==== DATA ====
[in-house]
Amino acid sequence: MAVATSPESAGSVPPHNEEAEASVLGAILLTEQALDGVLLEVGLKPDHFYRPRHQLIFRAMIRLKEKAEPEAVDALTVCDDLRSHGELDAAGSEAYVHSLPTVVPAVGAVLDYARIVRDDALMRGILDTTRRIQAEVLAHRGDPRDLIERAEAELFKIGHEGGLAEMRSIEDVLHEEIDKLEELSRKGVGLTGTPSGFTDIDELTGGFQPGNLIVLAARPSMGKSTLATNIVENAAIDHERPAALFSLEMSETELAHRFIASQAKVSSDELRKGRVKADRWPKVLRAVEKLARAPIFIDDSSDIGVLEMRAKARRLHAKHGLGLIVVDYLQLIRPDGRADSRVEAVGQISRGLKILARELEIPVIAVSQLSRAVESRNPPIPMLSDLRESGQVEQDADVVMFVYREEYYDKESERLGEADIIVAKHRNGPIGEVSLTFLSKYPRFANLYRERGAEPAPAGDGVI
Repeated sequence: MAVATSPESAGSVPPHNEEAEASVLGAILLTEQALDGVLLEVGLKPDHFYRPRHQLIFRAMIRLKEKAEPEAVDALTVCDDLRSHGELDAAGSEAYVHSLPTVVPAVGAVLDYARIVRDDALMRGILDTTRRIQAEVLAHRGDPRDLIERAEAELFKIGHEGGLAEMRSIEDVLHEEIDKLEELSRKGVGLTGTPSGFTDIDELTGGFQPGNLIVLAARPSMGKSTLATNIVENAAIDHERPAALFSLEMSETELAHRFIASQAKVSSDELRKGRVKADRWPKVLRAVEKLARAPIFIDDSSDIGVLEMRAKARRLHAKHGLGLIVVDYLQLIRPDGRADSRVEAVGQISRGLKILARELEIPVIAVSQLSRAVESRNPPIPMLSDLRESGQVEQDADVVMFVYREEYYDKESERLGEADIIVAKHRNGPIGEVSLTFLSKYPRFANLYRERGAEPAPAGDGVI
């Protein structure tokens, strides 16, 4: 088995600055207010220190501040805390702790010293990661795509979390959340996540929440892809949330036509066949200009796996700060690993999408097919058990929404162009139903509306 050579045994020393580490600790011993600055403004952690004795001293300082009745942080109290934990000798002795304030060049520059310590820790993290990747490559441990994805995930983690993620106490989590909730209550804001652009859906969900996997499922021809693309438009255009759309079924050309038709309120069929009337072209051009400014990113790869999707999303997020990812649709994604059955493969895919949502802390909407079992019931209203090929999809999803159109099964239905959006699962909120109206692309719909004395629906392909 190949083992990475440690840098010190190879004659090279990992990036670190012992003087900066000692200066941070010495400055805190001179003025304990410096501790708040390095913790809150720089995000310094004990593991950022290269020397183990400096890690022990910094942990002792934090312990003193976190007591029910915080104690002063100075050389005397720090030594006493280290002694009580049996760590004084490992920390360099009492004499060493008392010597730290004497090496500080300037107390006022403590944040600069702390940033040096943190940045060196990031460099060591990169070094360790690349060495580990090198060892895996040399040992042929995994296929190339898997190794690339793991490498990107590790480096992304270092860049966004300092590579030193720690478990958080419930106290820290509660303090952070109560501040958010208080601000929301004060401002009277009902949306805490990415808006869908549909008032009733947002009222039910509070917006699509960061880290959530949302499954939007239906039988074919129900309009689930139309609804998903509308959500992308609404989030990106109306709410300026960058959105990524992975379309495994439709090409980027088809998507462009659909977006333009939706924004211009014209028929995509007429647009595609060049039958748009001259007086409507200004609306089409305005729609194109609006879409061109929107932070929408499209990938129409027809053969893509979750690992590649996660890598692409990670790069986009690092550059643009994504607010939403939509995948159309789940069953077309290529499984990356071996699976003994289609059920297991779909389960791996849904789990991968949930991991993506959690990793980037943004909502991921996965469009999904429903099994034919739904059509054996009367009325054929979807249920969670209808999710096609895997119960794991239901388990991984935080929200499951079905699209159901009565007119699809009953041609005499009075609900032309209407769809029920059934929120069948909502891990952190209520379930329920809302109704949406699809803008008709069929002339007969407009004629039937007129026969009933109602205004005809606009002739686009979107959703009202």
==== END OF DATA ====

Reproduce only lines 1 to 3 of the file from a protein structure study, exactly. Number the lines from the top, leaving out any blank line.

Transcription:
[in-house]
Amino acid sequence: MAVATSPESAGSVPPHNEEAEASVLGAILLTEQALDGVLLEVGLKPDHFYRPRHQLIFRAMIRLKEKAEPEAVDALTVCDDLRSHGELDAAGSEAYVHSLPTVVPAVGAVLDYARIVRDDALMRGILDTTRRIQAEVLAHRGDPRDLIERAEAELFKIGHEGGLAEMRSIEDVLHEEIDKLEELSRKGVGLTGTPSGFTDIDELTGGFQPGNLIVLAARPSMGKSTLATNIVENAAIDHERPAALFSLEMSETELAHRFIASQAKVSSDELRKGRVKADRWPKVLRAVEKLARAPIFIDDSSDIGVLEMRAKARRLHAKHGLGLIVVDYLQLIRPDGRADSRVEAVGQISRGLKILARELEIPVIAVSQLSRAVESRNPPIPMLSDLRESGQVEQDADVVMFVYREEYYDKESERLGEADIIVAKHRNGPIGEVSLTFLSKYPRFANLYRERGAEPAPAGDGVI
Repeated sequence: MAVATSPESAGSVPPHNEEAEASVLGAILLTEQALDGVLLEVGLKPDHFYRPRHQLIFRAMIRLKEKAEPEAVDALTVCDDLRSHGELDAAGSEAYVHSLPTVVPAVGAVLDYARIVRDDALMRGILDTTRRIQAEVLAHRGDPRDLIERAEAELFKIGHEGGLAEMRSIEDVLHEEIDKLEELSRKGVGLTGTPSGFTDIDELTGGFQPGNLIVLAARPSMGKSTLATNIVENAAIDHERPAALFSLEMSETELAHRFIASQAKVSSDELRKGRVKADRWPKVLRAVEKLARAPIFIDDSSDIGVLEMRAKARRLHAKHGLGLIVVDYLQLIRPDGRADSRVEAVGQISRGLKILARELEIPVIAVSQLSRAVESRNPPIPMLSDLRESGQVEQDADVVMFVYREEYYDKESERLGEADIIVAKHRNGPIGEVSLTFLSKYPRFANLYRERGAEPAPAGDGVI